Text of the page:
A Forgotten White Reporter at The Battle of Little Bighorn

Photograph of Mark Kellogg

“From far Montana’s canons,/ lands of the wild ravine, the dusky Sioux,  the lone-/some stretch, the silence,/ haply, to-day, a mournful wail/ haply, a trumpet/ note for heroes.”

—Walt Whitman, “A Death-Sonnet for Custer,”  July 10, 1876, reprinted as “From Far Dakotas Cañons,” in Leaves of Grass.

Mark Kellogg, who is now largely forgotten, was the only reporter who accompanied Lieutenant Colonel George Custer and his troops in June 1876 when they clashed with Indian warriors in “Nebraska Territory” and were soundly defeated. The Lakota have celebrated “Victory Day” every year on June 25. Kellogg saw Custer’s military expedition as a great opportunity to boost his own career. Reporters were not meant to accompany Custer. Then as now, news and information about the war were supposed to be closely guarded by the generals. Kellogg weaseled himself into the campaign and observed some of the battle at “the Little Bighorn,” as whites have called it. Indians know it as “the Battle of the Greasy Grass.” Their victory in June 1876 came hard on the heels of other victories.

Had they gone on to defeat American forces again and again in the West in the last two decades of the nineteenth-century, Little Bighorn might have come to be known as a major turning point in the centuries old struggle between the indigenous inhabitants of the continent and the invaders preoccupied with Manifest Destiny. It might have been known as an “American Dien Bien Phu,” which was the place where the Vietnamese defeated the French in 1954. The National Park Service proclaims that “The Battle of the Little Bighorn has come to symbolize the clash of two vastly dissimilar cultures: the buffalo/horse culture of the northern plains tribes, and the highly industrial/agriculture based culture of the United States.” That’s a sanitized story. The battle was part of a conscious plan to exterminate Indians. Still, Indians and whites tend to belong to two different cultures. That was made transparent during a panel discussion with attorney John Briscoe and Tribal Judge Abby Abinanti at the Mechanics’ Institute in San Francisco on June 30 2022. The topic was “California’s Hidden History of Indian Slavery,” a fact that paralleled genocide.

At the Mechanics’, Abinanti, California’s first Native American female lawyer, emphasized storytelling. Briscoe emphasized facts and dates. Of course, not every white person spews facts and figures and not every Indian recounts stories. Still, there’s a discernable pattern of Indian storytelling and white history lessons. “The saddest thing for me,” Abinanti said, “is that I don’t have my own language, which unlike English is not noun based. Our stories  are coming back and more and more young people are speaking Indian languages.” It’s not too late for Indian stories about resistance to colonialism to emerge.

Historians and poets like Walt Whitman—at his most brazenly patriotic—have romanticized Custer and the defeat of white forces as his “Last Stand.” One might just as well call it “Mark Kellogg’s Last Stand.” After all, Kellogg died on the battlefield before he could file the big stories that he thought would make him as famous as Custer. Had he survived the battle, he probably would have gone on to do far more damage with his dispatches than he managed to do in a short amount of time.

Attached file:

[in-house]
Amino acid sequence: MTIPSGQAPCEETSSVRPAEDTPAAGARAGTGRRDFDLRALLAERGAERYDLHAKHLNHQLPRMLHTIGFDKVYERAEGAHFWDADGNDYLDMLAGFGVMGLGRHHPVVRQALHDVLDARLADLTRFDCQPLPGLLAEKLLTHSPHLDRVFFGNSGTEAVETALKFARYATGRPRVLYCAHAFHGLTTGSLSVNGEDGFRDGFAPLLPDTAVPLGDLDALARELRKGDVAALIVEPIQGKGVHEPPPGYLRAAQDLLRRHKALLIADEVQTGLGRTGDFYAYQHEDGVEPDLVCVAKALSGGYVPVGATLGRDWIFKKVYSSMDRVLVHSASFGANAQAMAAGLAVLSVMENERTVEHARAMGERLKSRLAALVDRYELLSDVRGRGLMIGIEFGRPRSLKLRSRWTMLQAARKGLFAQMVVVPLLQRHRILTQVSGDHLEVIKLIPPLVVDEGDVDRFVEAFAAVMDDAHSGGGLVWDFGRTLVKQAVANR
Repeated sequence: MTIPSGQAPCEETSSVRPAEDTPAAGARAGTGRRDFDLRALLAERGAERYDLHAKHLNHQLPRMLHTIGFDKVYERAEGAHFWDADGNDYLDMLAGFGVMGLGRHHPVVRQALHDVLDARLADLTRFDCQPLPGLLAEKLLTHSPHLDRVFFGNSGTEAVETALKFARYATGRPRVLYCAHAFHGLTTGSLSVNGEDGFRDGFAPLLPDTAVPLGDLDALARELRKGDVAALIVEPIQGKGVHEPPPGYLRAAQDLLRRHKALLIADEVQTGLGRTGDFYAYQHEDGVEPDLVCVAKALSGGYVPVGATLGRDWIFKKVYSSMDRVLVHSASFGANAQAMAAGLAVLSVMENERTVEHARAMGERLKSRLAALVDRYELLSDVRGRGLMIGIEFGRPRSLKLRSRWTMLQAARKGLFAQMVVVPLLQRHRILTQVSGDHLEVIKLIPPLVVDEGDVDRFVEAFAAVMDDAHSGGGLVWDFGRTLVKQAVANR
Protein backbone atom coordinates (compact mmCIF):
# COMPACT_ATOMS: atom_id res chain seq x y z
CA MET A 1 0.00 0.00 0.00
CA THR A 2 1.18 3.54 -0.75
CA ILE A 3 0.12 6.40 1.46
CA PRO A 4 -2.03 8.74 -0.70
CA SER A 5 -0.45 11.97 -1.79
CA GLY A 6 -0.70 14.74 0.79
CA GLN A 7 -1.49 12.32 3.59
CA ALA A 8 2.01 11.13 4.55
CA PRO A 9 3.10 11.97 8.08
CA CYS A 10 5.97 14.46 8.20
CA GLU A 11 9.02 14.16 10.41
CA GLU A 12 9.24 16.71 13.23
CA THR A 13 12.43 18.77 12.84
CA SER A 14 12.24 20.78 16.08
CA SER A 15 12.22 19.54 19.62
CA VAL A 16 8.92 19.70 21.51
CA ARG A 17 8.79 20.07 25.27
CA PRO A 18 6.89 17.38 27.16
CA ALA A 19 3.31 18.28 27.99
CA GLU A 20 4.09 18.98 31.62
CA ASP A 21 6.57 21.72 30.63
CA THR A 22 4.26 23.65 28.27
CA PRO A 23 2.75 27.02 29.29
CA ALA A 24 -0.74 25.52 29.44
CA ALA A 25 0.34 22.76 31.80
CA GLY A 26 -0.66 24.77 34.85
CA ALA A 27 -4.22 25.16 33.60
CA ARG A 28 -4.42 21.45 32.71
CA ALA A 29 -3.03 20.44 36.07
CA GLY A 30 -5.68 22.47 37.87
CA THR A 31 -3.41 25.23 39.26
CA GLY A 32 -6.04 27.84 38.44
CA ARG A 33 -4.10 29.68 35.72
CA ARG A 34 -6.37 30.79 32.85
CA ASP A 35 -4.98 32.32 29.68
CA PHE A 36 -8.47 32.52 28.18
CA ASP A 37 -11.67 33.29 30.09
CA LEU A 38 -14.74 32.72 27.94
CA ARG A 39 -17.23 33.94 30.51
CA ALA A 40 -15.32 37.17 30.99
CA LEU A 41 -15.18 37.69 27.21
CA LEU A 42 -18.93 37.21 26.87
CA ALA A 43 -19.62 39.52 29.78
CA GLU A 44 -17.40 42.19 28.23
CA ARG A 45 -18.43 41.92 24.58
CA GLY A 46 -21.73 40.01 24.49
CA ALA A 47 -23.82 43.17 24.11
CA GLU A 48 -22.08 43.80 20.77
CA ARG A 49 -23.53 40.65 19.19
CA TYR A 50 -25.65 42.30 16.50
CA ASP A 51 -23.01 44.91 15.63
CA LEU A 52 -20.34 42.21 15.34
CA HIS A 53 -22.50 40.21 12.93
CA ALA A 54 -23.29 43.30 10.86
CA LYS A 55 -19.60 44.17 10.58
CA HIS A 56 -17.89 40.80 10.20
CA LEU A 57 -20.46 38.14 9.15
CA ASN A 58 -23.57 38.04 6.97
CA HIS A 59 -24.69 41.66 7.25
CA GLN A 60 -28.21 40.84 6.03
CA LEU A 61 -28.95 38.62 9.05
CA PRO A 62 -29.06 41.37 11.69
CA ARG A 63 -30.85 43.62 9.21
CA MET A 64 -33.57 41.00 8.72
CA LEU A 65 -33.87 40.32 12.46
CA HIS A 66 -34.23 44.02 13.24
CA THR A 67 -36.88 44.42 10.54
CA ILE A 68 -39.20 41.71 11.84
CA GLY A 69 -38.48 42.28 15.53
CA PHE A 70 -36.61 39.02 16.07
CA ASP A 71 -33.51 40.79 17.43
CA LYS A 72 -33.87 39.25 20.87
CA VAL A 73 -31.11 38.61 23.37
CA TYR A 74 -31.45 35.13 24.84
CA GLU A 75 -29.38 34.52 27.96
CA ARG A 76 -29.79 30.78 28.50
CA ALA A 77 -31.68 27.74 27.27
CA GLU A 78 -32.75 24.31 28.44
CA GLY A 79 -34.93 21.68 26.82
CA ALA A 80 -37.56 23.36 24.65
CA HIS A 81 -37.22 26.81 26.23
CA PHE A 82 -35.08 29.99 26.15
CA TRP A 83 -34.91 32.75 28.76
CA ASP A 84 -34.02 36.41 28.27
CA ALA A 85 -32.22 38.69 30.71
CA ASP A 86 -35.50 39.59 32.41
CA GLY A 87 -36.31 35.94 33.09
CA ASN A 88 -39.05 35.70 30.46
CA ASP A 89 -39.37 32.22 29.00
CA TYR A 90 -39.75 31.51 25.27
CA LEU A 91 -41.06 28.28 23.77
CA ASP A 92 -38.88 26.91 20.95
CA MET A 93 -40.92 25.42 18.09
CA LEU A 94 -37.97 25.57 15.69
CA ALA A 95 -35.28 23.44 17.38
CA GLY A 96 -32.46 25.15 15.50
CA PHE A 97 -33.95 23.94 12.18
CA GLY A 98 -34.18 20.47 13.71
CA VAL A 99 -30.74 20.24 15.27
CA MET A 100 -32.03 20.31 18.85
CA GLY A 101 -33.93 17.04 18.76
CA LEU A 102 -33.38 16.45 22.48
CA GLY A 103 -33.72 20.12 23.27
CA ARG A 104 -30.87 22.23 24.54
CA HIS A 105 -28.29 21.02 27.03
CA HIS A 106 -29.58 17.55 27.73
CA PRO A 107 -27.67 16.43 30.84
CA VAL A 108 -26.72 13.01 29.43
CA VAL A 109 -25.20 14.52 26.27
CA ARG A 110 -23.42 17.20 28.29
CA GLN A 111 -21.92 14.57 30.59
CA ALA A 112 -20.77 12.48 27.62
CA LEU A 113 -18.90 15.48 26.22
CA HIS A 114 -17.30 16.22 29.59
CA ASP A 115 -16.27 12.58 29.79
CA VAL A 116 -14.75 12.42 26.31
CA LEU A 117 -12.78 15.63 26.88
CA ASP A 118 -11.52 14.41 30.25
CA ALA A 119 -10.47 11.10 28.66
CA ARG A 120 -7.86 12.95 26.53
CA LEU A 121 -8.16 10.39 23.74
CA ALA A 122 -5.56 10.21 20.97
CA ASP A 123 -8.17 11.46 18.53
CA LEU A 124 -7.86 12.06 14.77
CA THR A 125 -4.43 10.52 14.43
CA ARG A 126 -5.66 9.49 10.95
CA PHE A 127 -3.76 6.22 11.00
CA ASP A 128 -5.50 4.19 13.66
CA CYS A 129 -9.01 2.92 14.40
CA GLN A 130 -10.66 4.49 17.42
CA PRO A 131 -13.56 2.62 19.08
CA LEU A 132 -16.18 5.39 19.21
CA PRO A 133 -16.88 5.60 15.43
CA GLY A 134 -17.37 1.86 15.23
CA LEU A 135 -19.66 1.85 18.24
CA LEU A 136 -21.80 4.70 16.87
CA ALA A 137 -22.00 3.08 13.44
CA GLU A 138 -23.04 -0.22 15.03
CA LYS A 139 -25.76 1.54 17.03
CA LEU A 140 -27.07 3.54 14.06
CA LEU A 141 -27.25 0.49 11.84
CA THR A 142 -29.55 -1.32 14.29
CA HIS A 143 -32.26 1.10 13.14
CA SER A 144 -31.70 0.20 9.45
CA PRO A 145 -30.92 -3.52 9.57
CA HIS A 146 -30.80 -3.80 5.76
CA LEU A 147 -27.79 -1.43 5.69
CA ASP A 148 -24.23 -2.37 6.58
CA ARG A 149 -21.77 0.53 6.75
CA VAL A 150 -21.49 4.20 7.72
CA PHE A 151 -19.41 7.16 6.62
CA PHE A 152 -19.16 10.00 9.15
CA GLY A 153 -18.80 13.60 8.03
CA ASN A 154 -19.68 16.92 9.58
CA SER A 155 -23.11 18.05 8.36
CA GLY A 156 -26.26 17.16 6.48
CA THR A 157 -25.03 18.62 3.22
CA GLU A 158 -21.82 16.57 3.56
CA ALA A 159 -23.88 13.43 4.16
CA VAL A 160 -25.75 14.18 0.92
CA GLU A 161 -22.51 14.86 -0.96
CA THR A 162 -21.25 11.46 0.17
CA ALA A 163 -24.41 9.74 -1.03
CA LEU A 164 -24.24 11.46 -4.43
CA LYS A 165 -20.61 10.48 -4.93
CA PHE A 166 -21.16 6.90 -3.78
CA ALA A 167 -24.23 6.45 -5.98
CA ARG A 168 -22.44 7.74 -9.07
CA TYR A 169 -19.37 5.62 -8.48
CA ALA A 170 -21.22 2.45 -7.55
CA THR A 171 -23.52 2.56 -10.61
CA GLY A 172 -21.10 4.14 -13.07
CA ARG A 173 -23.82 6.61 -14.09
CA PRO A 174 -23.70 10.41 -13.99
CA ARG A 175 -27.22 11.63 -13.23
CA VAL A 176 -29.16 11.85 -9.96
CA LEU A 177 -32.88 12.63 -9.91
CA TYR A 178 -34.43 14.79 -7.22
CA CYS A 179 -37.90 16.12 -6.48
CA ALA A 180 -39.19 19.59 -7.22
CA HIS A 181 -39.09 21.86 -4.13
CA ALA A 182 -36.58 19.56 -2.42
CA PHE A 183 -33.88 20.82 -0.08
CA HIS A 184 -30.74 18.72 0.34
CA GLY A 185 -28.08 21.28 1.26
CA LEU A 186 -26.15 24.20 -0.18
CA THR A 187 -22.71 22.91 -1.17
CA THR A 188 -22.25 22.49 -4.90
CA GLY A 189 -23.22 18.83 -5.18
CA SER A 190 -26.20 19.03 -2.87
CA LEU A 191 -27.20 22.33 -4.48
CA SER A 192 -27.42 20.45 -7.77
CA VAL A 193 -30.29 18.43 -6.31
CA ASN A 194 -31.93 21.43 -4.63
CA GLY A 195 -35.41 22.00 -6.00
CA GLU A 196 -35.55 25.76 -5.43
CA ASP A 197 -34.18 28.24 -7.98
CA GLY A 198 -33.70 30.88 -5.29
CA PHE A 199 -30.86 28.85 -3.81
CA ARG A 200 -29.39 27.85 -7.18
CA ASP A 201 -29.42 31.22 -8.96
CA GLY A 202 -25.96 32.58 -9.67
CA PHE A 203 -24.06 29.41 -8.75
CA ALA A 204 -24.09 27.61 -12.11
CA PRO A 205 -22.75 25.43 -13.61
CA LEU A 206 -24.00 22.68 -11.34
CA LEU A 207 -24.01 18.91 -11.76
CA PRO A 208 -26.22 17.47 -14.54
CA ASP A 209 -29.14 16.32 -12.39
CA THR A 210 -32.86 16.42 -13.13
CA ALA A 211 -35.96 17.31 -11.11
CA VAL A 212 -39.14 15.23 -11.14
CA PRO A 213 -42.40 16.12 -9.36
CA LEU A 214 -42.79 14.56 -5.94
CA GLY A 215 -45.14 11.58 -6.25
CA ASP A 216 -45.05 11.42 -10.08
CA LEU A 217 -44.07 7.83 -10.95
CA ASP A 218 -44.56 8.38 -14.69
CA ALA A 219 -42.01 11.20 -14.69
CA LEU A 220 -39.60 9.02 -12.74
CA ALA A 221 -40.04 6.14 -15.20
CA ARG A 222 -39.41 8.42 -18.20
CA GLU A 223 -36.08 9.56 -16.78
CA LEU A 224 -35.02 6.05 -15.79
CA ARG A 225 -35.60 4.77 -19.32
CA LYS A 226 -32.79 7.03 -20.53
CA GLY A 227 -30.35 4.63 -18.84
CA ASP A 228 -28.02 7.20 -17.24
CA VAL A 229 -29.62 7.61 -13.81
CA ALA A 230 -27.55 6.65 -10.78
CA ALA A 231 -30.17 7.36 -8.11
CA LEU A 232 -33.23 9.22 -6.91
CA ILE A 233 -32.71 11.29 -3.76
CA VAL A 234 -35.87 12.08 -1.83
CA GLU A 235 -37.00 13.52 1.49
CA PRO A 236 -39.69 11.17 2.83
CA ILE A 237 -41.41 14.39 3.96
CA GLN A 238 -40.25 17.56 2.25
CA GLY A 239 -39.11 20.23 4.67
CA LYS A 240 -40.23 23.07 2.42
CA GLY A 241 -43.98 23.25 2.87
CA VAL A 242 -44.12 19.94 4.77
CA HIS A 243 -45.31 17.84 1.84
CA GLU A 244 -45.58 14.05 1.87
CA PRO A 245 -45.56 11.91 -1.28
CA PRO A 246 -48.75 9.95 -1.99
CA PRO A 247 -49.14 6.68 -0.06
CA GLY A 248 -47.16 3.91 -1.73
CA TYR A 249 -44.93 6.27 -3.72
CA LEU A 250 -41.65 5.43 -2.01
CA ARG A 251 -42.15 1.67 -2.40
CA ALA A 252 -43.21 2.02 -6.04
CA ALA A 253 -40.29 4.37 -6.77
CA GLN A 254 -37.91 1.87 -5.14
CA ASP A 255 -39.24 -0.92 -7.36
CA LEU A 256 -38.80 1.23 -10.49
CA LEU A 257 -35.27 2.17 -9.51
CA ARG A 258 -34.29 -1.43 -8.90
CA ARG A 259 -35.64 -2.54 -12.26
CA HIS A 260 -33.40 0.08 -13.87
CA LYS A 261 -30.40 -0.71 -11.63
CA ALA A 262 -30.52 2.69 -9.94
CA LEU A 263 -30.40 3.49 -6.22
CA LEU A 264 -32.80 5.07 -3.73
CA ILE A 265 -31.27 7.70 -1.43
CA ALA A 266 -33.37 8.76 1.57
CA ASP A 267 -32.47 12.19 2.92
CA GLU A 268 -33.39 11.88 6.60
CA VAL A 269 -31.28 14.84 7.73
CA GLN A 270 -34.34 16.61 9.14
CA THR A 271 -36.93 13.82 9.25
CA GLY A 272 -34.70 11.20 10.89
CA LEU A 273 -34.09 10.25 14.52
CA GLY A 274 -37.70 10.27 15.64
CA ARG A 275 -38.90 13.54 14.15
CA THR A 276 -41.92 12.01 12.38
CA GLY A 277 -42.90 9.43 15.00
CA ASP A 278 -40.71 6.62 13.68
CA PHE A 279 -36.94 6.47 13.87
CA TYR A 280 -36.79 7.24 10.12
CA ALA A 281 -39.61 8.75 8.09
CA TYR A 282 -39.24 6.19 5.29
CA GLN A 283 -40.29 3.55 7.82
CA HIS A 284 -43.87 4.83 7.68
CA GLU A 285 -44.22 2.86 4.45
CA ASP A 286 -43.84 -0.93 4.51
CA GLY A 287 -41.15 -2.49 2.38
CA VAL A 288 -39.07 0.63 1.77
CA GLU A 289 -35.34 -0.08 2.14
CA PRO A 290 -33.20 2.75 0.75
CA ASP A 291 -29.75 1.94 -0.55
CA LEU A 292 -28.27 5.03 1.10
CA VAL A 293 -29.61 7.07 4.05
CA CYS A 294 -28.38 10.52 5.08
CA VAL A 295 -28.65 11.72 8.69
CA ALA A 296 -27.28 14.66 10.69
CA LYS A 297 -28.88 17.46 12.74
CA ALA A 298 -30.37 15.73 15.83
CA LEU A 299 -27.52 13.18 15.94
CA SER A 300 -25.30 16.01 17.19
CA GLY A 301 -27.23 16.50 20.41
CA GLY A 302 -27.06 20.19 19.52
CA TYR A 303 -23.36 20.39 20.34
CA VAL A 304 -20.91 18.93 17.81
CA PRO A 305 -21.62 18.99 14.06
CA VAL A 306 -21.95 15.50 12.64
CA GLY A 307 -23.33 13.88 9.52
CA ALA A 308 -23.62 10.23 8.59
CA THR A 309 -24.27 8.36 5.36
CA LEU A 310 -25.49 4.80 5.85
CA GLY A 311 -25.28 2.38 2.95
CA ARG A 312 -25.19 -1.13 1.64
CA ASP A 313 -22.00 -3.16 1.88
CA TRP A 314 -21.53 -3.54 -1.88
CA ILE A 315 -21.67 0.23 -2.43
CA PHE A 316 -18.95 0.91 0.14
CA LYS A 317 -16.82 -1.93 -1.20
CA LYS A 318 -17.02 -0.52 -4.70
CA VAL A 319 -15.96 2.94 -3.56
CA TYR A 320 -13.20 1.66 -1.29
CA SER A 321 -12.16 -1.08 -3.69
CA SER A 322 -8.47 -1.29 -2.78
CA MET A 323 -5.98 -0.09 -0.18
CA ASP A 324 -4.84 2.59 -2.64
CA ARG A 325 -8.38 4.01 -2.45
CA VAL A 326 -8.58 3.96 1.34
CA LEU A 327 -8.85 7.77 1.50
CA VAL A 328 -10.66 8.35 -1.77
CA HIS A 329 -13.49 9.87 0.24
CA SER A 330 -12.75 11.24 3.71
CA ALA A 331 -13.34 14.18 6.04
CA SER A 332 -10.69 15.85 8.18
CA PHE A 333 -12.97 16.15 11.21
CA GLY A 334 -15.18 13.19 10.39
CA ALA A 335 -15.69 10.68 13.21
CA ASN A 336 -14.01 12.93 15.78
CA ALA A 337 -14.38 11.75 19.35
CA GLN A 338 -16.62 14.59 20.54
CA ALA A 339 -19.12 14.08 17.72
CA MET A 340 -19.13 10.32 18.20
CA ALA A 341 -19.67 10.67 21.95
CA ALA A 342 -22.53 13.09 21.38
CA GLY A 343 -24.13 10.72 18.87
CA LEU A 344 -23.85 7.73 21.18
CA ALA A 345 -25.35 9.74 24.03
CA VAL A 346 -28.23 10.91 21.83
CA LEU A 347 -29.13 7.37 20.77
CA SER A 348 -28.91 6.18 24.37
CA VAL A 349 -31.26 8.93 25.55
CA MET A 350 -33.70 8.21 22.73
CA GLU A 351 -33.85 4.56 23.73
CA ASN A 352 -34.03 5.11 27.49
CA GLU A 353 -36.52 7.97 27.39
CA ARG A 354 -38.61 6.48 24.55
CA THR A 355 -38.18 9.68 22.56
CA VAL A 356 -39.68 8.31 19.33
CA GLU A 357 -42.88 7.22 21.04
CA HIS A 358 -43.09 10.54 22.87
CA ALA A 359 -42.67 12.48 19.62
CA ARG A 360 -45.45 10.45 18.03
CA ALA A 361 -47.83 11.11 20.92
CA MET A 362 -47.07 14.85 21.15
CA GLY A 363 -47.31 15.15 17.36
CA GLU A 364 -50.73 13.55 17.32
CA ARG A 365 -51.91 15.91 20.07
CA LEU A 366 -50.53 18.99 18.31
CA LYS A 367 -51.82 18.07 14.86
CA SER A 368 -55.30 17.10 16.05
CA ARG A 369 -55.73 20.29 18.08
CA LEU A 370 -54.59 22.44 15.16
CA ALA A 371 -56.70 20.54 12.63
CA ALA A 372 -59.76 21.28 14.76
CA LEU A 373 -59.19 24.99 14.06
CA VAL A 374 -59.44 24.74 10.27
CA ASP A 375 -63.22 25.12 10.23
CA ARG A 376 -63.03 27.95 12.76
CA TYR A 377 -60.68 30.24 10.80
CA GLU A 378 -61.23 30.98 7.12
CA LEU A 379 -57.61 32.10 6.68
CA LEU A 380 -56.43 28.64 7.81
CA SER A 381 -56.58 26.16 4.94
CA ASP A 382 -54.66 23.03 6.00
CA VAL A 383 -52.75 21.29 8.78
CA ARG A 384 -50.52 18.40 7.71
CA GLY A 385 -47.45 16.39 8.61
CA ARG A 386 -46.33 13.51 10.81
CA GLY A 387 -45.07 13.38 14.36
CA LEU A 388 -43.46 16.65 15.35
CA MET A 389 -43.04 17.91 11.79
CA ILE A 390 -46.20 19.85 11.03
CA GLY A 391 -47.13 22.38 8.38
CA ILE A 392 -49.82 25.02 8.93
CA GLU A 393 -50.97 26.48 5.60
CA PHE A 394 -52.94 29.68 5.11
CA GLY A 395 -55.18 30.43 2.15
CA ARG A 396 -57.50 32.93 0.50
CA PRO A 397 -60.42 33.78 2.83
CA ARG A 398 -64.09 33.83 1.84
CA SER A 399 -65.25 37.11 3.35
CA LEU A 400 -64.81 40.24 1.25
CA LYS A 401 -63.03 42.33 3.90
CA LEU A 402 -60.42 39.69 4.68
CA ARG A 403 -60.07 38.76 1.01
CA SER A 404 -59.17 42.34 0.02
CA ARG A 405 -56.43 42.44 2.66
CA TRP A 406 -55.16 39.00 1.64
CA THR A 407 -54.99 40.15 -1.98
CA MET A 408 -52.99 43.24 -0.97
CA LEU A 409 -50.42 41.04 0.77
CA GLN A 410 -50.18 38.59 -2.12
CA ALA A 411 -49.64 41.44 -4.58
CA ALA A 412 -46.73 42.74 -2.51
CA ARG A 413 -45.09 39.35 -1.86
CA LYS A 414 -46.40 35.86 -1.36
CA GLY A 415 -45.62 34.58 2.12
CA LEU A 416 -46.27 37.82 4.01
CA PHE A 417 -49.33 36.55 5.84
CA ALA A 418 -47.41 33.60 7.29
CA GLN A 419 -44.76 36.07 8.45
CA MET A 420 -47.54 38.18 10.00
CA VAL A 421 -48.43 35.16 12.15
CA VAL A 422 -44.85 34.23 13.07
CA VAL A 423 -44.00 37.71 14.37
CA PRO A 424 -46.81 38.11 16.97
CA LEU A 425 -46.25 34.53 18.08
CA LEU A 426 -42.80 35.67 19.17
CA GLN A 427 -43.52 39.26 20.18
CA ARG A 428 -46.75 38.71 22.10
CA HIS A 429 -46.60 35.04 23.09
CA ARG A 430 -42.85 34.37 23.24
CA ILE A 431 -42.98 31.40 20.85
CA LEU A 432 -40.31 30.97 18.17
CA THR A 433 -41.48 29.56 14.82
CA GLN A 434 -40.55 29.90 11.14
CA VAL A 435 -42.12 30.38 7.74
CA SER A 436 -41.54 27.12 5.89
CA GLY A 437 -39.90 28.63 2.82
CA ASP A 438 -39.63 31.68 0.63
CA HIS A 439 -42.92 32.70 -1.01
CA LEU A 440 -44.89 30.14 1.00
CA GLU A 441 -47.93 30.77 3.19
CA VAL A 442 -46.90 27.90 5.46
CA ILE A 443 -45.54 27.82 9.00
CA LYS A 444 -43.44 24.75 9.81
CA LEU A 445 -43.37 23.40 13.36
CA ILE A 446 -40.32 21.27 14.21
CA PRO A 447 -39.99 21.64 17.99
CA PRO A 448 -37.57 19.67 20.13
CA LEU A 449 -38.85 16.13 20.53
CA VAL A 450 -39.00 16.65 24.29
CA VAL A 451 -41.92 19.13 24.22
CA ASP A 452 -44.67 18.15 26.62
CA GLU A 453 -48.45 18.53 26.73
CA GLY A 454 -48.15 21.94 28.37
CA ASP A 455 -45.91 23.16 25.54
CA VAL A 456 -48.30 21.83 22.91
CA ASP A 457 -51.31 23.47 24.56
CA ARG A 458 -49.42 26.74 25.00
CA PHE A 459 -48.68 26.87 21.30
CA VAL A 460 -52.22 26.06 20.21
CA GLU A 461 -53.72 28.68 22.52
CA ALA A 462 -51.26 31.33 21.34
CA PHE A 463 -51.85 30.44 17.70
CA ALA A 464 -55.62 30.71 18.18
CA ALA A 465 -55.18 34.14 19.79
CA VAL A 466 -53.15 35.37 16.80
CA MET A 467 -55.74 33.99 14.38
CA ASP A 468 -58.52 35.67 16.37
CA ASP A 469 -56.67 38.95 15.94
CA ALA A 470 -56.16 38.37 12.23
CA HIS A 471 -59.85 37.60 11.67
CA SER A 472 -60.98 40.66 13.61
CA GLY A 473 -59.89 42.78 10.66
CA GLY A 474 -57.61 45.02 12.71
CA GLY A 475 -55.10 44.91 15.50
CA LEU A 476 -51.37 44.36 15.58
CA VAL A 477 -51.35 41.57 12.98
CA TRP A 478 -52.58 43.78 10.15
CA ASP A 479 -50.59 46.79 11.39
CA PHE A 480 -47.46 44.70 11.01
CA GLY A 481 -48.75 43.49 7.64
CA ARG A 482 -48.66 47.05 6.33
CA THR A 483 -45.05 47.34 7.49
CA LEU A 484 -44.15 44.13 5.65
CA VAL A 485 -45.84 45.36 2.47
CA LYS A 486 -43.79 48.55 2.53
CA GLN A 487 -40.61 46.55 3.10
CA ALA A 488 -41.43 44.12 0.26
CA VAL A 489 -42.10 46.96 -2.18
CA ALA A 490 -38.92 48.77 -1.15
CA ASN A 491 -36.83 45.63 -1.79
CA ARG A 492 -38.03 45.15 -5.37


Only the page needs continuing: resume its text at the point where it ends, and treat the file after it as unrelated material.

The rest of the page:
He wasn’t the only one in that regard. In a story titled, “Massacre of our Troops,” The New York Times called the Indians at Little Bighorn “savages.” Telegrams and the telegraph sped news around the country faster than the Pony Express and its riders.

It’s too bad that historians have mostly ignored Kellogg. He aided and abetted the genocidal war that soldiers, generals, presidents and politicians waged against American Indians. On June 21, 1876, he wrote from the cusp of the battlefield to his editor at the Bismarck Tribune, “The hope is now strong and I believe, well founded, that this band of ugly customers, known as Sitting Bull’s band, will be ‘gobbled’ and dealt with as they deserve.”

Three days later, he sent another dispatch to his editor: “By the time this reaches you we would have met and fought the red devils, with what result remains to be seen. I go with Custer and will be at the death.” He meant that he’d be there for “the kill” of the Indians.

Kellogg made it abundantly clear why Indian land was so valuable to whites, and why it had to be seized, occupied and made a part of the US. On the subject of the Yellowstone Valley, he noted that it offered a “magnitude of facilities for commercial purposes.” He went on to spell out the bounty of the land “for grass and timber, not only in quantity but in quality; for richness of soil; for health and climate; for its abundance of game, its quantity of fish and other things besides.”

In her classic, The Battle of the Little Bighorn, which was originally published in 1966 and that has just been reissued in a new edition this year by the University of Nebraska Press, Mari Sandoz—a much heralded chronicler of the American West— only mentions Kellogg in passing. By leaving him out of the heart of her story she neglected to explore a crucial wartime relationship between one gung-ho reporter and one egomaniacal military officer. The Custer-Kellogg dynamic is emblematic of the chemistry that has long linked spirited reporters and free-wheeling military officers.